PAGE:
Friday, February 01, 2008

Rip Trips

Local tactical media guru Steve Anderson led today's meeting of the Digital Educators Consortium at the Institute for Media Literacy at USC. Anderson may be most familiar to VP readers as the creator of anti-Bush parodies, such as Subservient President or Abuse of Power, which send up mainstream ad campaigns targeted at young consumers and the politics of corporate capitalism itself. (Previous mentions of Anderson's work are here and here on Virtualpolitik)

The DEC now has a wiki that documents some of the tools that campus educators can use to bring video into the classroom for critical remixing and commentary. It's a great list of resources, although it doesn't include the plugs for Perian and the VLC Media Player that I heard at today's session or mention one of my personal faves in the free software department, CamStudio, which my digital rhetoric students found very easy to use for screen capture on Windows machines. (For screen capture practice, Anderson used the amazing "Cunnilingus in North Korea" flash film by South Korean web artist Young-Hae Chang.)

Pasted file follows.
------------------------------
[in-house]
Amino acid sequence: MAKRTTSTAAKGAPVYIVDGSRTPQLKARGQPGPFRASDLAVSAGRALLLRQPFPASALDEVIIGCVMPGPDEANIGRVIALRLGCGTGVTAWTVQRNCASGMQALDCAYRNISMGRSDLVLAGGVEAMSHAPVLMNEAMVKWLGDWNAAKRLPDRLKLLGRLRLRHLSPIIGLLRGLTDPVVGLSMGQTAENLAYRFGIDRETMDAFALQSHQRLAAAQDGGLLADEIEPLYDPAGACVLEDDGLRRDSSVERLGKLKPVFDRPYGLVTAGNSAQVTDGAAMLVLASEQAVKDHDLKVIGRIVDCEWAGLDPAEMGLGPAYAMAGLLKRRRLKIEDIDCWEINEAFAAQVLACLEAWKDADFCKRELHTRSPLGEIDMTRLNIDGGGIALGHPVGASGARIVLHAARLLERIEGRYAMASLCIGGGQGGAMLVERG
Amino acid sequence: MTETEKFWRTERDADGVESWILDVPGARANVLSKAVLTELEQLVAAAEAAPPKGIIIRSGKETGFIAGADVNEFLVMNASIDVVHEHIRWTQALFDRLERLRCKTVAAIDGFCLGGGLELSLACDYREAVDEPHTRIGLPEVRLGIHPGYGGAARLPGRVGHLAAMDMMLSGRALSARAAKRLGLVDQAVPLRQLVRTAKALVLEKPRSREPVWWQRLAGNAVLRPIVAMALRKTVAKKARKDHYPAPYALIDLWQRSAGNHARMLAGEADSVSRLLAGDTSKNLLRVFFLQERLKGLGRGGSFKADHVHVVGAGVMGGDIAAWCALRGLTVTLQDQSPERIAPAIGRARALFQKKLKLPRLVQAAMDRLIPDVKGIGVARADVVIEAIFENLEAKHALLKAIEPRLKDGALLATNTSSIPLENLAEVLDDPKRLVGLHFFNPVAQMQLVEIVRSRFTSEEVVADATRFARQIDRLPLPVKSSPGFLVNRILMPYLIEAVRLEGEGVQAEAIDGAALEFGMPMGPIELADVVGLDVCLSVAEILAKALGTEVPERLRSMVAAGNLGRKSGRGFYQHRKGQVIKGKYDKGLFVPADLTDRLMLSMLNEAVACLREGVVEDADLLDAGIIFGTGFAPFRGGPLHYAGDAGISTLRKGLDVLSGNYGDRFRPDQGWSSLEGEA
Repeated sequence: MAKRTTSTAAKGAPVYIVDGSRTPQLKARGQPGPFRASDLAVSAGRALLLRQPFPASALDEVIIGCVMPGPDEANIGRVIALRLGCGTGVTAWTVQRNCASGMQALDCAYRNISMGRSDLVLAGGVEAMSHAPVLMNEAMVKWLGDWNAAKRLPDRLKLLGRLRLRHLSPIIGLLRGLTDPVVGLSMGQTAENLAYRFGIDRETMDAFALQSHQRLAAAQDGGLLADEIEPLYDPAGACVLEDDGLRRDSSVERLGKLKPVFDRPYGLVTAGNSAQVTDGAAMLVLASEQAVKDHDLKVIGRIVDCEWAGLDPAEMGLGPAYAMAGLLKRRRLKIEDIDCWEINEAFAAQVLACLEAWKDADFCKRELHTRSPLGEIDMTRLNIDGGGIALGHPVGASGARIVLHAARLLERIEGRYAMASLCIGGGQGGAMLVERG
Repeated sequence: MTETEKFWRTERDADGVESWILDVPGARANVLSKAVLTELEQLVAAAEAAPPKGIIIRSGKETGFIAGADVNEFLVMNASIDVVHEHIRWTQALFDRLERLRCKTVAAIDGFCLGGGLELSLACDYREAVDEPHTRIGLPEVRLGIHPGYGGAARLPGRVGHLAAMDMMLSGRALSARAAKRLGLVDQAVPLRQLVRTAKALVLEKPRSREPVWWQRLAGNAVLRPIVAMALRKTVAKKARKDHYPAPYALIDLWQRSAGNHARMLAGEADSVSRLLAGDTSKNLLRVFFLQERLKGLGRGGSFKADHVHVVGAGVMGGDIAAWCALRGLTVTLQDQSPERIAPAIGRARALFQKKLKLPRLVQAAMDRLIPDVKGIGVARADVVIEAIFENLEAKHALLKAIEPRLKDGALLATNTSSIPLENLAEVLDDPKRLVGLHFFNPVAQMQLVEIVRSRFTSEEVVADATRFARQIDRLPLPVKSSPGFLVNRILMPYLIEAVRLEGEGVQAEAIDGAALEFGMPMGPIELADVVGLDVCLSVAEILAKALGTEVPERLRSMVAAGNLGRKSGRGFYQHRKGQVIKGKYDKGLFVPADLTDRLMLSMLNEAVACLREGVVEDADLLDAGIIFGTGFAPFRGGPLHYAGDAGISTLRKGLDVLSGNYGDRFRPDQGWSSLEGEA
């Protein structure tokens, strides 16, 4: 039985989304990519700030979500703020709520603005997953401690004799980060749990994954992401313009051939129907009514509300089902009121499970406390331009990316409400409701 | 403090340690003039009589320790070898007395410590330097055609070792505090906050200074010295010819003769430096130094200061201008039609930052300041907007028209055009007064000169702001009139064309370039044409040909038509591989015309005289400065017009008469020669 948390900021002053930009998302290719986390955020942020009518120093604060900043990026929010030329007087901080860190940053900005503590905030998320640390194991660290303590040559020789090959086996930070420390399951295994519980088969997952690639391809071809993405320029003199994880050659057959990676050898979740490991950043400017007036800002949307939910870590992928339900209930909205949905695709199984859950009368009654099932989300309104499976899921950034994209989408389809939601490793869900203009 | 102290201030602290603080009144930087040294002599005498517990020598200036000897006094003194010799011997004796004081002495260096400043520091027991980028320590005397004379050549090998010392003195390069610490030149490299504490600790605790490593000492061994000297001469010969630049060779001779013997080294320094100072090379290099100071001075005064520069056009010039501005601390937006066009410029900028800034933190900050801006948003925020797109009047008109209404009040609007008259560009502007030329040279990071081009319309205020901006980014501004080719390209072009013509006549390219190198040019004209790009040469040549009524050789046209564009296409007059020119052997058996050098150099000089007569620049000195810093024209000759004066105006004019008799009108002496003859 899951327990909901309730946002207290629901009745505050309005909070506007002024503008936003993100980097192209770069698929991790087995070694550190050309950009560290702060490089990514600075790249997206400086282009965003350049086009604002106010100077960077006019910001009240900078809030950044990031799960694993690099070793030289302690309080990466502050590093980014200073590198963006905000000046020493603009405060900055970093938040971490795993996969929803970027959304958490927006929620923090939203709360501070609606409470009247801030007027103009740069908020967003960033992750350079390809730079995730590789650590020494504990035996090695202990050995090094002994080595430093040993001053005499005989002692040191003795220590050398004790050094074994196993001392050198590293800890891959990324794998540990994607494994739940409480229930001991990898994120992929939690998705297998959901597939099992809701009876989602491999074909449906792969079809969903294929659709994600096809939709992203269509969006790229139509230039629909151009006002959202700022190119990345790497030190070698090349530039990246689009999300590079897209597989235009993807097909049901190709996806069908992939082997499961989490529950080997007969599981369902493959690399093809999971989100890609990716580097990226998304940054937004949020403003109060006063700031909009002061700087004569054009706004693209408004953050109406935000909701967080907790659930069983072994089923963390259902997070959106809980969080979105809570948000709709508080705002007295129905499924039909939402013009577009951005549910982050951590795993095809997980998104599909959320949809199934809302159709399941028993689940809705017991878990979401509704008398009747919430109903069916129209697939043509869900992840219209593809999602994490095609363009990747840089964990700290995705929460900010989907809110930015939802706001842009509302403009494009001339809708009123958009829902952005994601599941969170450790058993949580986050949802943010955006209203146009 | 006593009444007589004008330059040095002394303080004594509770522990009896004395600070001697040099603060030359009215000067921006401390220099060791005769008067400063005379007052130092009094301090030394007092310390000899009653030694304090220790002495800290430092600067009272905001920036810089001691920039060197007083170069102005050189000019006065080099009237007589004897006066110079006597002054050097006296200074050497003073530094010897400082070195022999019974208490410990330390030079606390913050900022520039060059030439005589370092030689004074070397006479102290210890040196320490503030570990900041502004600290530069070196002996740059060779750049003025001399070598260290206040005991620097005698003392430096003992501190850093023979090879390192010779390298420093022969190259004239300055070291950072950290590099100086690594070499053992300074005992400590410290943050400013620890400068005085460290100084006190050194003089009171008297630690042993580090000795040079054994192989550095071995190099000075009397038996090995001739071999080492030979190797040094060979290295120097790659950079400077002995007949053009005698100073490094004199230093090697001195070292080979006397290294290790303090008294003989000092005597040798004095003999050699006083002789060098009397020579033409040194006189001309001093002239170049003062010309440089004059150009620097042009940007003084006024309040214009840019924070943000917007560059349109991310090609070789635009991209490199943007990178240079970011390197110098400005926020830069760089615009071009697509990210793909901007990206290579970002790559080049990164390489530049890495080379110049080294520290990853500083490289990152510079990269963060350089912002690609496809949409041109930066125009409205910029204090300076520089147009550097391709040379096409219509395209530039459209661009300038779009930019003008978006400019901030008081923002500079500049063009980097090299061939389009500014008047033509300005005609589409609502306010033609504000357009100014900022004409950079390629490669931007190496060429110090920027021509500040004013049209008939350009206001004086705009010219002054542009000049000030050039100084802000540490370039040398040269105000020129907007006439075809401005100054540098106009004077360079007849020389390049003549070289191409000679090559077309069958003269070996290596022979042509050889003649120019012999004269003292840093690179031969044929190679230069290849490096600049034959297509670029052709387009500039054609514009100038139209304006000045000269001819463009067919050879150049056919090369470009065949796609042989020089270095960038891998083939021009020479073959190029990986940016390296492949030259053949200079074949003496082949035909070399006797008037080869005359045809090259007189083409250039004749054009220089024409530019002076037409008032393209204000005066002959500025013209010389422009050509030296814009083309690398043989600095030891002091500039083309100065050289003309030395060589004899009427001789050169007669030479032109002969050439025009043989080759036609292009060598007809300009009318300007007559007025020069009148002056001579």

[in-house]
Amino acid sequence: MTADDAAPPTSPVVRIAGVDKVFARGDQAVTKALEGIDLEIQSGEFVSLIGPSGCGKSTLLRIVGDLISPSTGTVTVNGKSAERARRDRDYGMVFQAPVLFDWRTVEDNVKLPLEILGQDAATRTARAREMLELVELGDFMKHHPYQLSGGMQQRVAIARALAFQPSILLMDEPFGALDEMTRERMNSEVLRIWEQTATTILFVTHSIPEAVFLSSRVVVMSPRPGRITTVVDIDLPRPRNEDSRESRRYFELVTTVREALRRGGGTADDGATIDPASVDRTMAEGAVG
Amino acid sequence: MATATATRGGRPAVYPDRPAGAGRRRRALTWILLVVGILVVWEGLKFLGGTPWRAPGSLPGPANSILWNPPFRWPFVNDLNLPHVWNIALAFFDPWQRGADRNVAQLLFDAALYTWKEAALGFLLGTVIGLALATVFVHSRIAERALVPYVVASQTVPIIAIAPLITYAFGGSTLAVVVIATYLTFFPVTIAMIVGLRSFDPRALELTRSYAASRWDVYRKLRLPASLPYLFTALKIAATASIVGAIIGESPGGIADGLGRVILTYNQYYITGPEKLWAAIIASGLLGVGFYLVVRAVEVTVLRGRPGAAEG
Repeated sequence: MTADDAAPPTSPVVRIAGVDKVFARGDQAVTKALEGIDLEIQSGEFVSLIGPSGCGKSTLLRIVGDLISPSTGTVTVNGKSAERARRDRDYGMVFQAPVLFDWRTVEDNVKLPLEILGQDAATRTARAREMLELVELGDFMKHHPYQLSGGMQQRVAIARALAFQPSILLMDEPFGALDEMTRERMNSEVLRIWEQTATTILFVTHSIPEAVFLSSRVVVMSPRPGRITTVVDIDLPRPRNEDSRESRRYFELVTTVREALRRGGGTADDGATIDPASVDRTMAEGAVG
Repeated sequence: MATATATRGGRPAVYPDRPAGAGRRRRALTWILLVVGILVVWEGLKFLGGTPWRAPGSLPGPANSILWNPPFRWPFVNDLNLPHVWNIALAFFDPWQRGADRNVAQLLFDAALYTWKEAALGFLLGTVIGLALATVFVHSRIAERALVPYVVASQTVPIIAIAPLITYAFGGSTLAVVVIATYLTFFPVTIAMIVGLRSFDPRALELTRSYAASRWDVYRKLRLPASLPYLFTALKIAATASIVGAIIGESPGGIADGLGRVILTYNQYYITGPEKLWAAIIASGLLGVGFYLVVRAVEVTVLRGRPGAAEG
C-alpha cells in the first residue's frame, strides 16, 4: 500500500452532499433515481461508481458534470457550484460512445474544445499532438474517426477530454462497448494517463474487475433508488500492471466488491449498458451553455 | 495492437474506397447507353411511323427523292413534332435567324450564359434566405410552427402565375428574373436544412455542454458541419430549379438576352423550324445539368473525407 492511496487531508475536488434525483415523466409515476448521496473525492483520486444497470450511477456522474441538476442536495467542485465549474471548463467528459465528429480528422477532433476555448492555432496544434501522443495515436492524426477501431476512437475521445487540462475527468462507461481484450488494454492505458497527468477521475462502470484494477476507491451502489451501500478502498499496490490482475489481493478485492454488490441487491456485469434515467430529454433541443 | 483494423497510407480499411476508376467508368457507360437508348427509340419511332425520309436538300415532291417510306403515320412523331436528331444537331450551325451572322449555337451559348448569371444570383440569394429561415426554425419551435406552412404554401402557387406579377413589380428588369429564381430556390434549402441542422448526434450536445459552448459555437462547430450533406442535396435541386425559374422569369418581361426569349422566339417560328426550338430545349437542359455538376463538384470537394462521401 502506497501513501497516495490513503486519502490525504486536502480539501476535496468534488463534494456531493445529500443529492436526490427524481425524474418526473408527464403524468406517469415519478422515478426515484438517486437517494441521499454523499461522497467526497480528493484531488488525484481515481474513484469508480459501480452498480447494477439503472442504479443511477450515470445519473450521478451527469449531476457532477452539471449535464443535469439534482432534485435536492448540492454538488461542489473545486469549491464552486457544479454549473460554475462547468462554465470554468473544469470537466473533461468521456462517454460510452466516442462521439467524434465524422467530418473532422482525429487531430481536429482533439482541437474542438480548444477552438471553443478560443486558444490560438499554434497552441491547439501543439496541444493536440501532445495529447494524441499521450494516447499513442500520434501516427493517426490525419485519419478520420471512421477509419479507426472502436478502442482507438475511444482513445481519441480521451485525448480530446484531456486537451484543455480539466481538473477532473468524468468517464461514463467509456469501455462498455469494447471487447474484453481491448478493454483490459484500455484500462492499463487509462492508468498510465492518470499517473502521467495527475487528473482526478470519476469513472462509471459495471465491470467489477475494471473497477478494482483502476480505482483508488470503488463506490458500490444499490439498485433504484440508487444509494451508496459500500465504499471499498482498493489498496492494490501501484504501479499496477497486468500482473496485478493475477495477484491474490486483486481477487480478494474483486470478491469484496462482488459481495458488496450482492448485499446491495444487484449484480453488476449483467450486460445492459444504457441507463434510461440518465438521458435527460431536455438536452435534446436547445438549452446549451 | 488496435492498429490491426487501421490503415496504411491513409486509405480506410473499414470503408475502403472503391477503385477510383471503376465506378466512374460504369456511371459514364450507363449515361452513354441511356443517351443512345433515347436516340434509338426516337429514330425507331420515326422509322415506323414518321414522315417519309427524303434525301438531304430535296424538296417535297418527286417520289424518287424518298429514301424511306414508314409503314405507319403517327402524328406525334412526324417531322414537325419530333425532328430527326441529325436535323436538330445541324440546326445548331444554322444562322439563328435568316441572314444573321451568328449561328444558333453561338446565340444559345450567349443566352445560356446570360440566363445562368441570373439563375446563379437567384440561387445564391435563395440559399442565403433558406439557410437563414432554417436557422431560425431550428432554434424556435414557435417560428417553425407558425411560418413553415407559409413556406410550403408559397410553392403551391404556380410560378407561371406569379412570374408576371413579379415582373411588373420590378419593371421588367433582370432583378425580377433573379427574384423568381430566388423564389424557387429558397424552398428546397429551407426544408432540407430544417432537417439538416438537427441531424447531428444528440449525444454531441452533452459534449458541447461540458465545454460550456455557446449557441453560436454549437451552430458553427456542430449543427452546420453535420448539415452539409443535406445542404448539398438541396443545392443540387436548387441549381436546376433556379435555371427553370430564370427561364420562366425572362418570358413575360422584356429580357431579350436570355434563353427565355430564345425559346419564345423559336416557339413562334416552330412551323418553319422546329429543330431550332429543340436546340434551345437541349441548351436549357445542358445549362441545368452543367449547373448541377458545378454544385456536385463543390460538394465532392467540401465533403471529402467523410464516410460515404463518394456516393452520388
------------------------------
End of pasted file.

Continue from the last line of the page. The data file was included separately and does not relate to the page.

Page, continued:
Ironically, Anderson would not have been able to demonstrate BitTorrent technology toward the end of the session, if he were relying on his university's network, because it currently blocks these extremely efficient data packet exchanges. Of course, there are many legitimate uses of BitTorrent. For example, political activists and nonprofit organizations can host video without paying for costly bandwidth on their Internet domains, a technique used by the Greens in Europe.

In fact, just last week I was personally "quarantined" by my Internet Service Provider for apparently violating my terms of use somehow with a bit torrent device that I had never used for any nefarious purposes.

To learn more about the IML, check out their upcoming event, 24/7 - a DIY Video Summit.

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